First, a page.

By Ashleigh Sargent
Think of it as one step – literally a 12” stride – toward gender equity. This year for the first time, women and men will shoot from the same 20’9” three-point line.
The NCAA Playing Rules Oversight Panel decided to move the women’s three-point arc from 19’9” after tracking the location of shots from three-point land. The NCAA’s study showed that the majority of three pointers taken by female players last season were taken from behind the (former) men’s three-point line.
In fact, the data show women shot an impressive 33% from this further distance, which is a higher percentage than from the 19’9” arc.
I got in touch with Kamile Nacickaite, a senior guard at Drexel University, who shot a stunning 47.8 percent from the three last year, giving her the best three-point shooting percentage of any returning NCAA DI player.
She’s game for the deeper arc. “I like this change,” she says. “It challenges players to work on their shot more.”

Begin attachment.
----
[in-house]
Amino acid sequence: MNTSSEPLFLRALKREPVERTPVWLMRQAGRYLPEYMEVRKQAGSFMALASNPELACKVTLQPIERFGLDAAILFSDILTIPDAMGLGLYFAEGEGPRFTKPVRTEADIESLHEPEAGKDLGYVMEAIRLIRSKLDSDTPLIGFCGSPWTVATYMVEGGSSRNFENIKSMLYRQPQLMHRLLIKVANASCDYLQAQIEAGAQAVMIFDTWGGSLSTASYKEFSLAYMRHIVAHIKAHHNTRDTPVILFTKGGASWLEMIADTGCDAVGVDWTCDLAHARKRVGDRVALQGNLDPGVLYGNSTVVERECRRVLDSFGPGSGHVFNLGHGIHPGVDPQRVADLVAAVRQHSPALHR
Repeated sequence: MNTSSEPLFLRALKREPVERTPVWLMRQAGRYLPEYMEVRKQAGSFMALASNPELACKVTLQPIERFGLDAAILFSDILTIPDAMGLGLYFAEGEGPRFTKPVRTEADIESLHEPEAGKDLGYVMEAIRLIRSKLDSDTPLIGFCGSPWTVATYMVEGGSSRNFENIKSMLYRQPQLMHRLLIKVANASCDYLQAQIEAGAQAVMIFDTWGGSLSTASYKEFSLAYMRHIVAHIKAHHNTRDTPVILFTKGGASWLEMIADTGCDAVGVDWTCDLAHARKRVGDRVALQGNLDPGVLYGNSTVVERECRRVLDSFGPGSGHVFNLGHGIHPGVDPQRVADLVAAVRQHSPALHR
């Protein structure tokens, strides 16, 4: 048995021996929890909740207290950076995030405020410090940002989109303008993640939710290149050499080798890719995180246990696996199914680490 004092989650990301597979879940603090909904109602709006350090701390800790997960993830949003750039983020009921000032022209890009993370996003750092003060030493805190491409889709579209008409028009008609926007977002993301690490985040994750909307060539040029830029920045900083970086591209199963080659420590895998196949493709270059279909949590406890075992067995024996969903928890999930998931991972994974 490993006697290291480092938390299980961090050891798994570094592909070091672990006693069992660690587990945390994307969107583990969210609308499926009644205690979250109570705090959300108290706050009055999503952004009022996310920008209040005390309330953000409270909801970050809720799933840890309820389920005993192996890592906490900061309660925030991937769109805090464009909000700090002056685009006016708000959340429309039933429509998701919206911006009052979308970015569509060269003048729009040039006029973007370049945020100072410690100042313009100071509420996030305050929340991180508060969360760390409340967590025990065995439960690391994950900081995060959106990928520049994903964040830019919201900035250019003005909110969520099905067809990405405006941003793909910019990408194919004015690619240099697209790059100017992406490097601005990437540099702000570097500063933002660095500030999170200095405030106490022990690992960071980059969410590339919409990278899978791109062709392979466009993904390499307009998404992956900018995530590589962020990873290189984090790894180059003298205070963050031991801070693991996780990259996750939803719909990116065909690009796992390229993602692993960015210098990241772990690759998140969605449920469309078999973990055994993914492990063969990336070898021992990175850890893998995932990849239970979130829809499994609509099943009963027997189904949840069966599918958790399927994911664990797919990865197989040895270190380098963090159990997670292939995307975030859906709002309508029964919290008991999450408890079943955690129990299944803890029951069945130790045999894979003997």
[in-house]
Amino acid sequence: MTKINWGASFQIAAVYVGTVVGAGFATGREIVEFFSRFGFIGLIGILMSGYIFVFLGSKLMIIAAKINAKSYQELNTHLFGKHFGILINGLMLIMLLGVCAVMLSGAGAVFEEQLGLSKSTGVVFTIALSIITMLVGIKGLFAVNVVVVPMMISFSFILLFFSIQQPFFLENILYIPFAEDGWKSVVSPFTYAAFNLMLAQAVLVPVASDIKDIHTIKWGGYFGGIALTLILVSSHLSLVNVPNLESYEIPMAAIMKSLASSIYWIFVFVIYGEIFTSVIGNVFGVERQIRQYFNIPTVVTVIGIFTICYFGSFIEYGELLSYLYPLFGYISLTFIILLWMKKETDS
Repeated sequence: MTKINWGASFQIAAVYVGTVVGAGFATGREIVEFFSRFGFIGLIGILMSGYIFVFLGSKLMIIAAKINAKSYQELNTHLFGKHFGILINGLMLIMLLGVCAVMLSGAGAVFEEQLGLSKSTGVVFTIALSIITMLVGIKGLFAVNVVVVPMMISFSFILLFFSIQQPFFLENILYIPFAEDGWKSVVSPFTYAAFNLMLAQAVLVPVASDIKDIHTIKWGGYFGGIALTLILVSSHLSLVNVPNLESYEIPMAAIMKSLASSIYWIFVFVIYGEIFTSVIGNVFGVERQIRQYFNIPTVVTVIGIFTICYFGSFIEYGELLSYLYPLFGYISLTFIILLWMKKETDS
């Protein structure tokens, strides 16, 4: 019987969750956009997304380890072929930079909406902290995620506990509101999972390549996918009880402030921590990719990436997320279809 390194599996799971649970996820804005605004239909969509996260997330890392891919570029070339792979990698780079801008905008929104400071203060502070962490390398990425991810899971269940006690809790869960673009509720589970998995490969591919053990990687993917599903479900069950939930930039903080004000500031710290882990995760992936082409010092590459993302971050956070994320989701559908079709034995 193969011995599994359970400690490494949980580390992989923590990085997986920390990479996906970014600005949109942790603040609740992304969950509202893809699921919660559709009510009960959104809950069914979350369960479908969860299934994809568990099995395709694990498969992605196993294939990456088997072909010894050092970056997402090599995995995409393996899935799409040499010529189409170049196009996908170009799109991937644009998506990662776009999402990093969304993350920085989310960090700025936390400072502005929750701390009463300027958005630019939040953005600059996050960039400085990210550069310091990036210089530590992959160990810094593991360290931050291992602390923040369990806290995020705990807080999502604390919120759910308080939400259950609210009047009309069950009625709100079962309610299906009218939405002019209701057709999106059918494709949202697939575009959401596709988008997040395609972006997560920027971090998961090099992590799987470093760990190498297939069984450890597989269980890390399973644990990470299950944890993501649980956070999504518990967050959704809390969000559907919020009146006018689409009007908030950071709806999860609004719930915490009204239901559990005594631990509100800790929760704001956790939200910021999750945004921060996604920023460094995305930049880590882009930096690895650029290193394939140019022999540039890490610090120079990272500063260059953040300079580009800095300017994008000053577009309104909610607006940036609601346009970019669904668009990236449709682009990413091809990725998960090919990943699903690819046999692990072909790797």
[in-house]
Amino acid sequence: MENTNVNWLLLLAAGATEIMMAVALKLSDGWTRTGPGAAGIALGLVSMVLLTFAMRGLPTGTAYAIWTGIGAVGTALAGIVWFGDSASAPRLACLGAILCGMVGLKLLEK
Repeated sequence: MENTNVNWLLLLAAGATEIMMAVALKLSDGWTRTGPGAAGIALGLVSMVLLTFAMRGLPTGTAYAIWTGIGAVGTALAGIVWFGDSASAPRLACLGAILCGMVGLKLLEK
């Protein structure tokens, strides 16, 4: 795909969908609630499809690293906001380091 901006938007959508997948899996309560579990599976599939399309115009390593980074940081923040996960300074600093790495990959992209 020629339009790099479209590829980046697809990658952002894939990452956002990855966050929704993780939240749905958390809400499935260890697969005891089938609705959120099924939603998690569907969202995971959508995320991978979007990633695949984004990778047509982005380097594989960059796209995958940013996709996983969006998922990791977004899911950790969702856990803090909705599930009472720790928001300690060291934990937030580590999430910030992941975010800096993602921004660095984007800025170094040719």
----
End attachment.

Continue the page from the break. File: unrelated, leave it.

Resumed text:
Nacickaite, originally from Siauliai, Lithuania, grew up shooting from the further three point line. And while that gives her an edge, she also believes the change will improve play. “The offense is more spread out, so it opens lanes for players to drive,” she says.
Drexel Coach Denise Dillon has mixed feelings. While she agrees with moving the line to make it consistent with the men’s game, she thinks it could be tough for shooters.
“The shooting percentage from the three-point line will drop. It will take time for the players to become consistent from the new line,” says Dillon, who has noticed many shots being taken from just inside or right on the line, resulting in only two points. As a result, she thinks there may be fewer attempted threes than in the past.
To prepare, Dillon has her team doing more shooting drills from the line. “During drills the team appears comfortable with the distance, but in game-like situations many struggle with the range.” We’ll soon find out how the new line shapes play: The Drexel Dragon’s season begins November 6.
Any big change requires time to adjust. Initial struggles are to be expected. But putting the women’s three-point mark in line with the men’s only makes sense.